Utah tight ends coach Jay Hill says there is a five-way battle at the tight end position right now.

What, the Utes actually have a tight end position on their football team?

Perhaps it hasn't been apparent since Urban Meyer coached his spread offense with as many as four or five wide receivers, but since the '04 season, the Utes have gradually utilized the tight end position more.

The Utes use a tight end more than people realize. It's just that the tight end is more of a blocker in the Utes' system, rather than a pass-catcher.

The five fighting for the starting spot are senior Colt Sampson, juniors Chris Joppru and Ben Hendy and sophomores Brad Clifford and Neli A'asa.

"Right now there's five guys we really like that are all competing and doing a real good job," Hill said earlier this week. "I think it's good to have five guys competing. It's not like some teams that have one guy and the others aren't good enough to play. Clifford took an early lead, but the other guys have really been playing well."

Coach Kyle Whittingham was a little more definitive Friday, saying it's a battle between Sampson and Clifford right now with Joppru, an improving No. 3. A'asa is currently out of the picture because of a knee injury and Whittingham wonders if he'll be able to catch up once he returns from his injury.

Sampson has the edge experience-wise. He is a 25-year-old fifth-year senior who caught three passes, with two of them going for touchdowns, in 2006. Last year he caught two passes in nine games, two of which he started.

Clifford is a walk-on from Olympus High, who earned a scholarship before the start of fall camp and has impressed coaches with his size (6-4, 250) and ability to catch the ball.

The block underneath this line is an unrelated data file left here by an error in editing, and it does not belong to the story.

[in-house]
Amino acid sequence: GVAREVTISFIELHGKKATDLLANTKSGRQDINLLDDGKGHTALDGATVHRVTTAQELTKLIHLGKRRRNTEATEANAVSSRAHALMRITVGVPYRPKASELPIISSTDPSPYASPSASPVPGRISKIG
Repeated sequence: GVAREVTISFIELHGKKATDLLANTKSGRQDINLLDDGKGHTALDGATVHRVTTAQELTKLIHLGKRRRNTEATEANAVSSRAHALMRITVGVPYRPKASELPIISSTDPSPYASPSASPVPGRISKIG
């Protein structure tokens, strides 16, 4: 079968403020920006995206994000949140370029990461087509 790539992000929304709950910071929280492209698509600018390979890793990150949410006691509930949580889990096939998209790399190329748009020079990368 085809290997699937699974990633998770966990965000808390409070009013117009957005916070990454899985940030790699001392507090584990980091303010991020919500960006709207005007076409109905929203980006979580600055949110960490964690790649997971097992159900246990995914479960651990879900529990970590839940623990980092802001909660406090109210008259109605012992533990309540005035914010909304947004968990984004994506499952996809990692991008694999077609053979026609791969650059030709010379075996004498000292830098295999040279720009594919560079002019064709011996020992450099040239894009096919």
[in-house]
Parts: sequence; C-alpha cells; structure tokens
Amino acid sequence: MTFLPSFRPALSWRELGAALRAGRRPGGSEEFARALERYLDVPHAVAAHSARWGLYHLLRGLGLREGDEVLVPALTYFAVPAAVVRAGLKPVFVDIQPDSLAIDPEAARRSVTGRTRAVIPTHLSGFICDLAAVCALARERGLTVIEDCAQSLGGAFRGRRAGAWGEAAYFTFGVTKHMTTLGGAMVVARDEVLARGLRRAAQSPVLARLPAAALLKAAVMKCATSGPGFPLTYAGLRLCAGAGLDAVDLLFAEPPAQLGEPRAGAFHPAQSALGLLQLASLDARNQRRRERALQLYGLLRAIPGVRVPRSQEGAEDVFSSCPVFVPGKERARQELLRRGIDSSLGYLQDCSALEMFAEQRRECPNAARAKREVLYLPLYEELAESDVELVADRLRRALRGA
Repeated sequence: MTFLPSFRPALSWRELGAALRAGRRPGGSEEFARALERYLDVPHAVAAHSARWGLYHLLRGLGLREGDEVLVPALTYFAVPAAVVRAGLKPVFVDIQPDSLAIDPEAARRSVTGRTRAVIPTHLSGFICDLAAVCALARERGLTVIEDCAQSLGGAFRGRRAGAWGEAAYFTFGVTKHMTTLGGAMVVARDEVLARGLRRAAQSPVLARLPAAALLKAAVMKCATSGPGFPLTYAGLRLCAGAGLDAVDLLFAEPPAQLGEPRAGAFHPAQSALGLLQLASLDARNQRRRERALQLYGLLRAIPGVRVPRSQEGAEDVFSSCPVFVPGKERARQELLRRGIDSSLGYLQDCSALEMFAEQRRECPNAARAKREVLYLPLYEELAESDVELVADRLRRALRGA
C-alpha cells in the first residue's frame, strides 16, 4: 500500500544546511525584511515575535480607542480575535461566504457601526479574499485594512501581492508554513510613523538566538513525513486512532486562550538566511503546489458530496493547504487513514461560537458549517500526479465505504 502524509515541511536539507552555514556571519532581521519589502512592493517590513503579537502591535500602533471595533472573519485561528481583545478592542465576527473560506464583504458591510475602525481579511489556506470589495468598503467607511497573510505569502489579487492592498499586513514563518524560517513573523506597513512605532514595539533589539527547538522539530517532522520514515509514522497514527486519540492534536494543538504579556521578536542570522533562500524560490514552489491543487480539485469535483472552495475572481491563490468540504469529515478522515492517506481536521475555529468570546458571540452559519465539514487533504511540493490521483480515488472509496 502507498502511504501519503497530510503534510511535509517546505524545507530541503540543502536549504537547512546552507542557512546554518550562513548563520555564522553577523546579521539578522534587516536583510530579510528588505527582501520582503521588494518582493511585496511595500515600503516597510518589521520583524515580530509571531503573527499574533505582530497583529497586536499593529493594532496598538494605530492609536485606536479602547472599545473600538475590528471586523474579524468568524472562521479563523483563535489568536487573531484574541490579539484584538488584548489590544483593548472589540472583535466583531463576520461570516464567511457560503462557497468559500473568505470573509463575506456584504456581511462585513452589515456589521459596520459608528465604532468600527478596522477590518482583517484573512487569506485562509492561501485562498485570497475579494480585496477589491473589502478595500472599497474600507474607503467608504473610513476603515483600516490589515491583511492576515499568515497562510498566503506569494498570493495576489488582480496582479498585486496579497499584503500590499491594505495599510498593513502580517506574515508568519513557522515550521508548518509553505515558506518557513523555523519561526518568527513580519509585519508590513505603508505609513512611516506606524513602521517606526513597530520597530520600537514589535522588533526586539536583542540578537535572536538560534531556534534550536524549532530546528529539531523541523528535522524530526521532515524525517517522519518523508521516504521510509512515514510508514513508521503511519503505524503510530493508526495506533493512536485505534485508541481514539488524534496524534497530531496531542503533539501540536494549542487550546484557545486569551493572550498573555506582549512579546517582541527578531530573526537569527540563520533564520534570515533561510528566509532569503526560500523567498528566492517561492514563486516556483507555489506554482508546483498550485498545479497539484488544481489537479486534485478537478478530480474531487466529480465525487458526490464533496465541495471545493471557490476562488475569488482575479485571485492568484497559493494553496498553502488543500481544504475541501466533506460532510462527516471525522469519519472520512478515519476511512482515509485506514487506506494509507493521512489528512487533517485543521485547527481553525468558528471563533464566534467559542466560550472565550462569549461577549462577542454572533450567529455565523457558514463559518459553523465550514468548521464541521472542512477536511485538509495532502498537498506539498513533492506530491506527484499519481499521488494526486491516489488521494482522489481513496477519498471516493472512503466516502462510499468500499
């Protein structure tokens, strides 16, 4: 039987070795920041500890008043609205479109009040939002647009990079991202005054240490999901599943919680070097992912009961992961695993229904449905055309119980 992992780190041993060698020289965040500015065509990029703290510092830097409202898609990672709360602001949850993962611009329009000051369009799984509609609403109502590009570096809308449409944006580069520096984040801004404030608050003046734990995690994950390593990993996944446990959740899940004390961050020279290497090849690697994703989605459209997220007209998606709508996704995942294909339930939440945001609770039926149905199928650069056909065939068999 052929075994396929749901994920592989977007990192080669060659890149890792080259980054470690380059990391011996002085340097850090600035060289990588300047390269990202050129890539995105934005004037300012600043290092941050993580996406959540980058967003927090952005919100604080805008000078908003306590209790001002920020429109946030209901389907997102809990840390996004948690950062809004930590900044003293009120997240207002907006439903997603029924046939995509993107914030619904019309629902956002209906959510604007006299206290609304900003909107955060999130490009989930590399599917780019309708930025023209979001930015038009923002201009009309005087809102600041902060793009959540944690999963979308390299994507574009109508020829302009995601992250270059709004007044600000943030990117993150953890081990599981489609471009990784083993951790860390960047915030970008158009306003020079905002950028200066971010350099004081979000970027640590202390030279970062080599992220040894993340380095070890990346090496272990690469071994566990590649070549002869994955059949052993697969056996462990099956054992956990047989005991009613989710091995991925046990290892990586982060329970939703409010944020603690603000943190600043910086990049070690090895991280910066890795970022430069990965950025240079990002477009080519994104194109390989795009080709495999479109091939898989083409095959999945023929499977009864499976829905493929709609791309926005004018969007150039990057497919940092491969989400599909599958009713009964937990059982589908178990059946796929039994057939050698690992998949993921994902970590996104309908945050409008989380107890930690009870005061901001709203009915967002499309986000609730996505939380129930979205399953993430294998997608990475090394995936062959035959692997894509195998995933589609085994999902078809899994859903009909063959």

Joppru is the younger brother of NFL tight end Bennie Joppru, who graduated from Michigan in 2002. The 6-6, 258-pounder hasn't played much his first two years but has impressed lately.

"Chris Joppru has been playing as well as anyone and a few days ago he was my fourth guy," Hill said.

Hendy prepped at Hillcrest High and played two years at Temple before transferring and walking on to the Ute team last year, and he's still in the mix.

A'asa was part of one of the most memorable plays of the 2007 season. Against Wyoming, he caught a pass from Louie Sakoda on a fake field goal and rumbled to the 1-yard line on a 41-yard reception. He was a defensive tackle at the time, in as a blocker, and was switched to tight end just before the bowl game.

Last year five Ute tight ends caught a grand total of 12 passes in 13 games. The year before it was just seven passes caught by the tight ends. But even though they may not be catching many passes, they are still important to the Ute offense.

"Last year we played them a whole bunch," Hill said. "They were a big part of Darrell Mack's big rushing year. The more they're on the field, the more opportunity they'll have to catch the ball."

The tight ends would love to catch more passes, but are happy as long as their team is winning.

"I want to be a part of something great and if that's my role to block that's what I'm going to do," Sampson said. "We'll get some load passes every once in a while and that's great but I know my positives are more in the run blocking game. I've been trying to move to get some more passes, but whatever they ask me to do, I'll do."

"As a group we've had a great camp and we're trying to show that we can be a big part of this offense," said Clifford.

Hill said the starter for the season opener will likely be determined by the end of next week.

"Oh yeah, we're closing in on that," Hill said. "Going into that last week of practice we'll have it finalized. The best guy over the time period before the Michigan game will play."

"Anyone who comes out on top is going to help the team — that's the most important part," Clifford said.


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